Wednesday, February 15, 2012

Frequently Asked Questions

It's always funny to me when websites have a FAQ section that sounds completely contrived, as if nobody has ever actually asked a question. Through my 8 years of massage therapy practice, I have encountered several frequent questions that I still don't have clear answers for, at least during a short conversation with a new client. So now, here, I intend to flesh out some of my answers to explain how I got where I am today.

"How did you get into massage therapy?"

My first exposure to any type of massage therapy was when I was 16 years old and started dating my 1st girlfriend. I met Girlfriend through my older sister's college bible study group at our church where we were very active. Girlfriend was 19 years old. She had read some books about massage techniques and we "practiced" on each other to be affectionate and intimate, in lieu of more typical sex oriented teenage behavior. After 3 months of that I was hooked- perhaps for some of the wrong reasons, but definitely hooked on the idea that massage was more than a collection of techniques.

Aside from being in the marching band at whatever college I went to, I had no clear direction for a lifelong career to pursue. I liked University of Central Florida for several reasons (especially the Marching Knights), applied, was accepted and started looking at majors. Physical therapy was the only thing that answered my interest in bodywork but there was a 2 year waiting period to get into the program and my high school experience was too heavily weighted in band classes to compete with the math and science types who were trying to decide between pre-med and PT at UCF, so I marked it off the list in about 5 minutes. I chose Psychology because it was easy for me, there was a tiny spark of interest and the one positive thing anyone said about it was that it was a good choice for an undecided major to get pre-req's out of the way.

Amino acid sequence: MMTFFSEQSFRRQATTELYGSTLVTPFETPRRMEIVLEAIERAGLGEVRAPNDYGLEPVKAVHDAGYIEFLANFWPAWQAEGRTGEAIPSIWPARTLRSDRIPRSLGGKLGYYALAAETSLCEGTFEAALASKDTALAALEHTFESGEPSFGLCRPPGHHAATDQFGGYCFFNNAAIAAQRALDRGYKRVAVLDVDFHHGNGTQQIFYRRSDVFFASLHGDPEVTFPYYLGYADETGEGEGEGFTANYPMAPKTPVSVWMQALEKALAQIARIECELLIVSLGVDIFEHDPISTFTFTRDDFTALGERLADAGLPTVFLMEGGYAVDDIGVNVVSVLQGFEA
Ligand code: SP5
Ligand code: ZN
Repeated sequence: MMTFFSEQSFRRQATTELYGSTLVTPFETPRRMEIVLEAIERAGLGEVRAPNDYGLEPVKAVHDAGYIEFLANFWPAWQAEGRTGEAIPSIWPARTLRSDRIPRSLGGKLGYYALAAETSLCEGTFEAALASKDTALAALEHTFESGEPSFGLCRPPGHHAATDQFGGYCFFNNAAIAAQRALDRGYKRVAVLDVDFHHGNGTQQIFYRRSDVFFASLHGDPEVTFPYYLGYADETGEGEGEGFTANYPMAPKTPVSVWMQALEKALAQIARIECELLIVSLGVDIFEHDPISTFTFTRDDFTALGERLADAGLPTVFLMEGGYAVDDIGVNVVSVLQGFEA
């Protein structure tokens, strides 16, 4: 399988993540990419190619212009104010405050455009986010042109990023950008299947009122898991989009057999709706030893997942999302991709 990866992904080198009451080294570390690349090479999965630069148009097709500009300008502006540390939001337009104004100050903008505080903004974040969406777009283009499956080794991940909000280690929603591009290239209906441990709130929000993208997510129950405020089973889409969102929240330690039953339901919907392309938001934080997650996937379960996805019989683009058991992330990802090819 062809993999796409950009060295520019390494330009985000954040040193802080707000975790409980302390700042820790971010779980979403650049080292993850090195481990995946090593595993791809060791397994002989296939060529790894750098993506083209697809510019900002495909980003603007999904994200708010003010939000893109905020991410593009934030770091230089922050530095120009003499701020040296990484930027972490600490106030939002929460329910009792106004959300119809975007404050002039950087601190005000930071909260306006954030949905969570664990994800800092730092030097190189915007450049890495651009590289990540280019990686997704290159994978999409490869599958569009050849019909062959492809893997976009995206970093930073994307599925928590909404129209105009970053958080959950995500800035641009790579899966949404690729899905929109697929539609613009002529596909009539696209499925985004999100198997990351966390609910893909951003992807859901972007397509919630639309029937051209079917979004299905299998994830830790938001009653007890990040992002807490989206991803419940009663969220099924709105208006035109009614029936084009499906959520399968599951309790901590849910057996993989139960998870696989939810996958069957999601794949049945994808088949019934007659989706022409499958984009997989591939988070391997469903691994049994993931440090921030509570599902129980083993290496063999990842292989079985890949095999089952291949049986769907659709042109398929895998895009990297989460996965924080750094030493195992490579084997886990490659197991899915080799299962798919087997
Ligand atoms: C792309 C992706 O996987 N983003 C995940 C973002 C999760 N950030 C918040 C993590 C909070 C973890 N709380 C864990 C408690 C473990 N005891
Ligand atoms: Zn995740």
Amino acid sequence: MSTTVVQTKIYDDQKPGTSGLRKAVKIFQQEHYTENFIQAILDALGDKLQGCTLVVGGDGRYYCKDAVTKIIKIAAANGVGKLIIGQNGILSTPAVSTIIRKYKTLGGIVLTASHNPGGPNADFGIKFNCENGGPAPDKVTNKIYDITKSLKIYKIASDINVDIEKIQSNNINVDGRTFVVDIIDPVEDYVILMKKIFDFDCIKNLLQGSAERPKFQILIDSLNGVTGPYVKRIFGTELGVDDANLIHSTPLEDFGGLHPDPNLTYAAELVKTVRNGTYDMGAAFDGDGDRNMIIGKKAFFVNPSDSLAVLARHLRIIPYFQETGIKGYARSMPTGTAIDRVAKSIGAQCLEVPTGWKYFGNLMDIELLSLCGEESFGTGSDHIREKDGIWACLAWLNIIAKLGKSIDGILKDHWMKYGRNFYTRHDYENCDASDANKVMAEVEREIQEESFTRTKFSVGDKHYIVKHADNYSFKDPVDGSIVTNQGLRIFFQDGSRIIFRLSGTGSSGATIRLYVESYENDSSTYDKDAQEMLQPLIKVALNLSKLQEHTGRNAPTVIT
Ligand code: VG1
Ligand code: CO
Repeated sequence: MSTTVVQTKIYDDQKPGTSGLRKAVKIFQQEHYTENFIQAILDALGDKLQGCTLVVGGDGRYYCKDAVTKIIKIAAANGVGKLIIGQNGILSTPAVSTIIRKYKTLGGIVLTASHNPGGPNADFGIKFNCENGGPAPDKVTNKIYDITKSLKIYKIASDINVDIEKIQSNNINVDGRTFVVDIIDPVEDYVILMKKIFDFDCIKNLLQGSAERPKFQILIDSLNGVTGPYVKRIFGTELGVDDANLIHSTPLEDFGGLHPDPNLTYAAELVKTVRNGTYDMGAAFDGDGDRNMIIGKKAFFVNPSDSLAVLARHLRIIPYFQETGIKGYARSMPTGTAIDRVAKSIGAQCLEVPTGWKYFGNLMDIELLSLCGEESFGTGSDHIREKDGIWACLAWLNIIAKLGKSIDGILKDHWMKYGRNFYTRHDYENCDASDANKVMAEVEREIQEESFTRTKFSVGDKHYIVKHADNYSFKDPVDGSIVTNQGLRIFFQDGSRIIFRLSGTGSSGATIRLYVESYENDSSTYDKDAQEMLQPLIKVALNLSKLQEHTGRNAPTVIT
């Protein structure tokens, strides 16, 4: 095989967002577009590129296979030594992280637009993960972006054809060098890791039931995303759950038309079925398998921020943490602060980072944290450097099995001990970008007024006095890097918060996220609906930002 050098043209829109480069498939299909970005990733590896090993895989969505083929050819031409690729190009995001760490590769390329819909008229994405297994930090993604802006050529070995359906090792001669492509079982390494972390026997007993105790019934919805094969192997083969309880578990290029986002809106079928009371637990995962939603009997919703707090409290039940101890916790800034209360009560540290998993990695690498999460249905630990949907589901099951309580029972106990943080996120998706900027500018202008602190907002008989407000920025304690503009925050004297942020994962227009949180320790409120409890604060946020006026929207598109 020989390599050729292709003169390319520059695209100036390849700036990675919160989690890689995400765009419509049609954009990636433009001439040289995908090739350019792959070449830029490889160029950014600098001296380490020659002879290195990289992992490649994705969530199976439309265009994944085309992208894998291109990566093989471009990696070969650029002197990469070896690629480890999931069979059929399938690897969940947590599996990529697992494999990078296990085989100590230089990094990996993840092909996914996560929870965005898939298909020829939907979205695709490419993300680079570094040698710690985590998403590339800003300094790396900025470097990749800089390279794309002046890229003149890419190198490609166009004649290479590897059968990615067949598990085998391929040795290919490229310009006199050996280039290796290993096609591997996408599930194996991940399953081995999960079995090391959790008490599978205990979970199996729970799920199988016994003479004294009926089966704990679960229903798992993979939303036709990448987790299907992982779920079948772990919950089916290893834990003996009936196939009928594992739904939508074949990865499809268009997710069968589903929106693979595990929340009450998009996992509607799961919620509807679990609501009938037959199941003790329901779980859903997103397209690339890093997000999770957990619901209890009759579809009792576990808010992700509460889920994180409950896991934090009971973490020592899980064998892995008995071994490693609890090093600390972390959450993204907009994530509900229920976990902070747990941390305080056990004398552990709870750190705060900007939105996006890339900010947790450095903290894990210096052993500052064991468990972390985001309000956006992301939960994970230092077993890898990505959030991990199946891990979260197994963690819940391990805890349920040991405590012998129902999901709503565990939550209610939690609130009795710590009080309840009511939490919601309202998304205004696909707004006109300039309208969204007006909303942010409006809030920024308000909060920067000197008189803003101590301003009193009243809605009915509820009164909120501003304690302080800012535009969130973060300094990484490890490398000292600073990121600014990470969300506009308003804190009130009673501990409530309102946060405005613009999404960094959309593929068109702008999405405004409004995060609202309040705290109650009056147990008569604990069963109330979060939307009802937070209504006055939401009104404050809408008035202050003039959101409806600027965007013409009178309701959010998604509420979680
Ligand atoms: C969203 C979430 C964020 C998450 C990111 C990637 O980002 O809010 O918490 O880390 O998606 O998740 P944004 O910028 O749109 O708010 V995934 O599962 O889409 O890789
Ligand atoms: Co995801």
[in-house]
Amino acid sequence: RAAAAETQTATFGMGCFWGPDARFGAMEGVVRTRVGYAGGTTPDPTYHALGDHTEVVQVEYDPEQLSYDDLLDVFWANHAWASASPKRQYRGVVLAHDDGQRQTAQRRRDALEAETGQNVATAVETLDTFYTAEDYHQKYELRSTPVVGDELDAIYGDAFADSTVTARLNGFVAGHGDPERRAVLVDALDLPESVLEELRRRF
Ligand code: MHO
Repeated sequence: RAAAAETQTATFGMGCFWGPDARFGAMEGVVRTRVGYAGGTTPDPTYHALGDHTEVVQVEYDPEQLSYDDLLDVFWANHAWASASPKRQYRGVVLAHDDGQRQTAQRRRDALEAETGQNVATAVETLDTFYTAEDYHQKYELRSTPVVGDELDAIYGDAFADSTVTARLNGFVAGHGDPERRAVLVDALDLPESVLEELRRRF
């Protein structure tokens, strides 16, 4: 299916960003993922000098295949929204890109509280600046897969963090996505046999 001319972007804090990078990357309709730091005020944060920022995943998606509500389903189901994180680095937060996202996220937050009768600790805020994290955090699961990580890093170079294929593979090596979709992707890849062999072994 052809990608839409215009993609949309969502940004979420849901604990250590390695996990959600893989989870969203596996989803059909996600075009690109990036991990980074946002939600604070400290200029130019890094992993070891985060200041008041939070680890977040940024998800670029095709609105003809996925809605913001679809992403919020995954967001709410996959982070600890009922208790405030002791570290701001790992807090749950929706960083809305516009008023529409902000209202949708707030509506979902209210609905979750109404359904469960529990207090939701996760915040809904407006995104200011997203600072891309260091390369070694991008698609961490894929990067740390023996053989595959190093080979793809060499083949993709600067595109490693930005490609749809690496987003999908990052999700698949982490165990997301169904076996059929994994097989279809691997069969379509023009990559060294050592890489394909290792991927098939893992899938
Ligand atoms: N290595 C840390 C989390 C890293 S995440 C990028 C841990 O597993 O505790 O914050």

Psychology lead me to Criminology to correspond to my job as a police dispatcher and potential career in law enforcement one day. I knew the guys who had a bachelor's degree made a bit more money than the 19 year olds who left high school and went straight to the academy, so I took full advantage of the PD's tuition reimbursement program and aimed my sights at police work. When 9/11 happened, while I was sitting in a Psychology class having been up all the night before on midnight shift, I discovered just how insane police work could become. Our tiny little unrelated city in Florida got racist, paranoid, and irrational in a matter of hours and it stayed that way until I left a year and a half later. I was already burned out on studying the criminal mind. That combined with working 50+ hours a week in a high stress job BEFORE anyone would have a reason to shoot at me, lead me to the other end of the spectrum of public service. 

Massage is a job in a softly lit room with as few noisy distractions as possible. Massage is a job that helps people cope with their stress and builds health in a positive way. Police work, as I saw my ability to participate in it at that time and place, was high stress, high risk, and largely ineffective at helping anybody. The one good thing about frequent, mandatory, overtime as a police and fire dispatcher is BIG paychecks. As a single dude living with my parents at 21 years old, my bills were nominal and my bank account was swollen with money I had no time to spend.

I took my money and paid for massage school at Space Coast Health Institute in West Melbourne, out right. After the first 6 months of school, I quit my PD job and finished the last 6 months. Then I focused on my new career full time. There are certainly no regrets about my Psychology schooling or my experiences at Cocoa PD. Every bit of those experiences progressed me into the therapist I am today.

Perspective is extremely valuable to me and I sincerely believe God has put me in each job I've had and introduced me to each important person in my life to enhance my world view, to become a more effective healer.

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